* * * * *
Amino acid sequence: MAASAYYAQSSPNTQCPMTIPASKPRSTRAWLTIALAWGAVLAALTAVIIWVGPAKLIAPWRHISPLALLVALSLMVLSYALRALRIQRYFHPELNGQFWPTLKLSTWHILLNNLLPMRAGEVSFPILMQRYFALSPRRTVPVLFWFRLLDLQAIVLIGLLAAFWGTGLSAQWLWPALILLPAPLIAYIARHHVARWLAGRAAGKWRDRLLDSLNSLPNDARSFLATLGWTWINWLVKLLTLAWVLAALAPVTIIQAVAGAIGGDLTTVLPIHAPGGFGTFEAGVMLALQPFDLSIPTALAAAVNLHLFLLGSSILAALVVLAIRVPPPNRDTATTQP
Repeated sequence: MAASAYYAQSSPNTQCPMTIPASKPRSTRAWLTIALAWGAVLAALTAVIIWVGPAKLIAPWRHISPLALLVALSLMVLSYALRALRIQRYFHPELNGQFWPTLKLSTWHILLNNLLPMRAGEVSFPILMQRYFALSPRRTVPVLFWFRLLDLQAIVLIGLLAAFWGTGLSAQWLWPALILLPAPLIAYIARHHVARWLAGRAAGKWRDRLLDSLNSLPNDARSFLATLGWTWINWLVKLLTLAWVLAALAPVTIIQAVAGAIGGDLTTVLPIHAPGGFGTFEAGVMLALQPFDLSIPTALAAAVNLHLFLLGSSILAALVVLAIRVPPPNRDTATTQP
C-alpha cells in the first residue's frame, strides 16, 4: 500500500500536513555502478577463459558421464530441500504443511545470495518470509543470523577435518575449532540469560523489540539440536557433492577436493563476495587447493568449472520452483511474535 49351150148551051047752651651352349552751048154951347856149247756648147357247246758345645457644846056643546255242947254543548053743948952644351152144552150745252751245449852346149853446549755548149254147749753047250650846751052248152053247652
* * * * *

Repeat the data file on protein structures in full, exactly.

Amino acid sequence: MAASAYYAQSSPNTQCPMTIPASKPRSTRAWLTIALAWGAVLAALTAVIIWVGPAKLIAPWRHISPLALLVALSLMVLSYALRALRIQRYFHPELNGQFWPTLKLSTWHILLNNLLPMRAGEVSFPILMQRYFALSPRRTVPVLFWFRLLDLQAIVLIGLLAAFWGTGLSAQWLWPALILLPAPLIAYIARHHVARWLAGRAAGKWRDRLLDSLNSLPNDARSFLATLGWTWINWLVKLLTLAWVLAALAPVTIIQAVAGAIGGDLTTVLPIHAPGGFGTFEAGVMLALQPFDLSIPTALAAAVNLHLFLLGSSILAALVVLAIRVPPPNRDTATTQP
Repeated sequence: MAASAYYAQSSPNTQCPMTIPASKPRSTRAWLTIALAWGAVLAALTAVIIWVGPAKLIAPWRHISPLALLVALSLMVLSYALRALRIQRYFHPELNGQFWPTLKLSTWHILLNNLLPMRAGEVSFPILMQRYFALSPRRTVPVLFWFRLLDLQAIVLIGLLAAFWGTGLSAQWLWPALILLPAPLIAYIARHHVARWLAGRAAGKWRDRLLDSLNSLPNDARSFLATLGWTWINWLVKLLTLAWVLAALAPVTIIQAVAGAIGGDLTTVLPIHAPGGFGTFEAGVMLALQPFDLSIPTALAAAVNLHLFLLGSSILAALVVLAIRVPPPNRDTATTQP
C-alpha cells in the first residue's frame, strides 16, 4: 500500500500536513555502478577463459558421464530441500504443511545470495518470509543470523577435518575449532540469560523489540539440536557433492577436493563476495587447493568449472520452483511474535 49351150148551051047752651651352349552751048154951347856149247756648147357247246758345645457644846056643546255242947254543548053743948952644351152144552150745252751245449852346149853446549755548149254147749753047250650846751052248152053247652